Alcoholics who have a family history of depression, or who go through a difficult life event, are more likely to develop depression. When the mood disorder arises after alcoholism becomes a problem, it is called secondary depression.

Dr. Charles J. Sophy, MD
Adolescent Medicine Specialist

Up to 40 percent of people who drink heavily have symptoms that resemble a depressive illness. However, when these same people are not drinking heavily, only 5 percent of men and 10 percent of woman have symptoms meeting the diagnostic criteria for depression—not that different from the rates of depression in the general population.

About 5 to 10 percent of people with a depressive illness also have symptoms of an alcohol problem. People with depression sometimes use alcohol as a form of self-medication, for example, either in an attempt to cheer themselves up, or sometimes to help them sleep. Although in small quantities alcohol can briefly lift mood, if used to try to cope with a depressive illness, problems arise. Tolerance to the effects of alcohol can lead to individuals needing it in larger quantities to have an effect. Alcohol in large quantities, whether taken to treat a depression or not, produces a depressant effect on people's mood.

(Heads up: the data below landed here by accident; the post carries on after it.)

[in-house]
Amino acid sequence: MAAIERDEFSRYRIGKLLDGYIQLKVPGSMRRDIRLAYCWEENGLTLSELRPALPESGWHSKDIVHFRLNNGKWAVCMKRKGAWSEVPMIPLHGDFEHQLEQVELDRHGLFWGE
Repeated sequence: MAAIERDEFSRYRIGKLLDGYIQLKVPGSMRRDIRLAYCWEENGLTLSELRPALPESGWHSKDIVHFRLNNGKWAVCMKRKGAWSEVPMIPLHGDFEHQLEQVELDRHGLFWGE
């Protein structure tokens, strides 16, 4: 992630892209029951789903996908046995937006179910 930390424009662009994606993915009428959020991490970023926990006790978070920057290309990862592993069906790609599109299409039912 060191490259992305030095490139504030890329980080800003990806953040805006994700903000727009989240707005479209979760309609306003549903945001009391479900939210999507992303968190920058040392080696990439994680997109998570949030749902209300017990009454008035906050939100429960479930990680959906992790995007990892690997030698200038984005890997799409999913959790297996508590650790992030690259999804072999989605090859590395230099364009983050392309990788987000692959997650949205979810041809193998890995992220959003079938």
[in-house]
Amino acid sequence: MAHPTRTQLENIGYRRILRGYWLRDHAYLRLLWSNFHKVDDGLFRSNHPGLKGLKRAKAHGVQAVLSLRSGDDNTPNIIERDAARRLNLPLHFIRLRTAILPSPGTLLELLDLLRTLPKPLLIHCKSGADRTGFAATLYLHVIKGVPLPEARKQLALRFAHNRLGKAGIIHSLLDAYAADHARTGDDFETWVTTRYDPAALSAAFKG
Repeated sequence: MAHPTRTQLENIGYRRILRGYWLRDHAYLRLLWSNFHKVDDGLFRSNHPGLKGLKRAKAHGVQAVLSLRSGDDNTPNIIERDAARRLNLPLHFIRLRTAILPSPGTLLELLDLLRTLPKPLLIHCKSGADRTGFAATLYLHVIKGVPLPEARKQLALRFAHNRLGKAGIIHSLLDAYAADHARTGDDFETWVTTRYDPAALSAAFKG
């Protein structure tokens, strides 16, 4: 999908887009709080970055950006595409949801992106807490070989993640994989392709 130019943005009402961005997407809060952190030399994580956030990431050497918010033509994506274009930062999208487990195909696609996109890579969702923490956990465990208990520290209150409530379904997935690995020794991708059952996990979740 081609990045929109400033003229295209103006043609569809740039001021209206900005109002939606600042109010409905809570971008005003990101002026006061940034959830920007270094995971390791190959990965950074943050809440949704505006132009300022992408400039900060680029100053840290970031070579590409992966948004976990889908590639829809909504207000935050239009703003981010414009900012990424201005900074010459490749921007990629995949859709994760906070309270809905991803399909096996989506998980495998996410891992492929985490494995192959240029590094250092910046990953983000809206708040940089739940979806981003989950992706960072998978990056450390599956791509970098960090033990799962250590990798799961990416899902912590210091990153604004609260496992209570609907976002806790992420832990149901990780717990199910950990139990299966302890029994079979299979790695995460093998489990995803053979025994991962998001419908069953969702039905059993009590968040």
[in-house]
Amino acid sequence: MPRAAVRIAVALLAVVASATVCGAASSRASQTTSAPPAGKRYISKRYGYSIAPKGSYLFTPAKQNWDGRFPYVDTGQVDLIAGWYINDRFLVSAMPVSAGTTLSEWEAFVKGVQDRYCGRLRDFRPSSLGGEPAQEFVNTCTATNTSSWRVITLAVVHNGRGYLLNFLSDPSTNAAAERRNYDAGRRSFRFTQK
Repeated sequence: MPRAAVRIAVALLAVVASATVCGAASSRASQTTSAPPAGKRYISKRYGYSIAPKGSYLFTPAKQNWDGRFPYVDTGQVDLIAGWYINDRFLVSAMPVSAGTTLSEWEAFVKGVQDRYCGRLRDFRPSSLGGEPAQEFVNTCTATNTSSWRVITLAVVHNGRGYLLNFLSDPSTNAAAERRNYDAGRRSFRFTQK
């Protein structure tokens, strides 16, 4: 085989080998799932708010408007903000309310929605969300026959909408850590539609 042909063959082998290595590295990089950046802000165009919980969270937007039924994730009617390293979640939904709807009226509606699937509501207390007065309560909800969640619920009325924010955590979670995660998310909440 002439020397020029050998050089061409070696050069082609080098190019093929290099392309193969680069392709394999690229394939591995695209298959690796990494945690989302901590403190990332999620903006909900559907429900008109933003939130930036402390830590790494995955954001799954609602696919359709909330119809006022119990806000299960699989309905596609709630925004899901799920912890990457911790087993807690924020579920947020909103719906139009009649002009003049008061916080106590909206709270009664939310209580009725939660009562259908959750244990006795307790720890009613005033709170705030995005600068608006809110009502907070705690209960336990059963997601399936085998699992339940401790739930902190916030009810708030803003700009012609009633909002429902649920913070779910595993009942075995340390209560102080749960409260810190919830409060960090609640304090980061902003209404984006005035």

Research has shown an increased risk of substance abuse or dependence among people with mild-to-moderate depression. Studies have reported a comorbidity rate of 21% for mild-to-moderate depression and substance abuse, and of 19% for mild-to-moderate depression and drug abuse (apart from alcohol abuse). Conversely, people who are addicted to alcohol or drugs have a high rate of depression. Alcohol and some drugs are depressants, and depressed mood can be a direct outcome of substance abuse.

It's tempting to self-medicate to cope with major depression, but you're more vulnerable to negative side effects when the alcohol or drugs wear off. Feeling down or hopeless after you use alcohol or drugs ups the chances that you'll use more alcohol or drugs to squash bad feelings. To make matters worse, it can cause dangerous interactions with antidepressants and other medications, and interfere with healthy sleep, eating, and exercise habits.

James R. Healy, PhD
Psychology Specialist

Many substances can cause symptoms similar to depression during their use or during withdrawal from their use. Some substances, such as methamphetamine, may have a prolonged effect on mood even long after someone stops taking the drug. In general, a co-occurring mood disorder such as depression will persist after a person has been abstinent for an extended period of time. Also, the person often will have experienced symptoms prior to starting use of alcohol or other drugs. A qualified professional can help make the distinction and suggest the appropriate treatments.

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Important: This content reflects information from various individuals and organizations and may offer alternative or opposing points of view. It should not be used for medical advice, diagnosis or treatment. As always, you should consult with your healthcare provider about your specific health needs.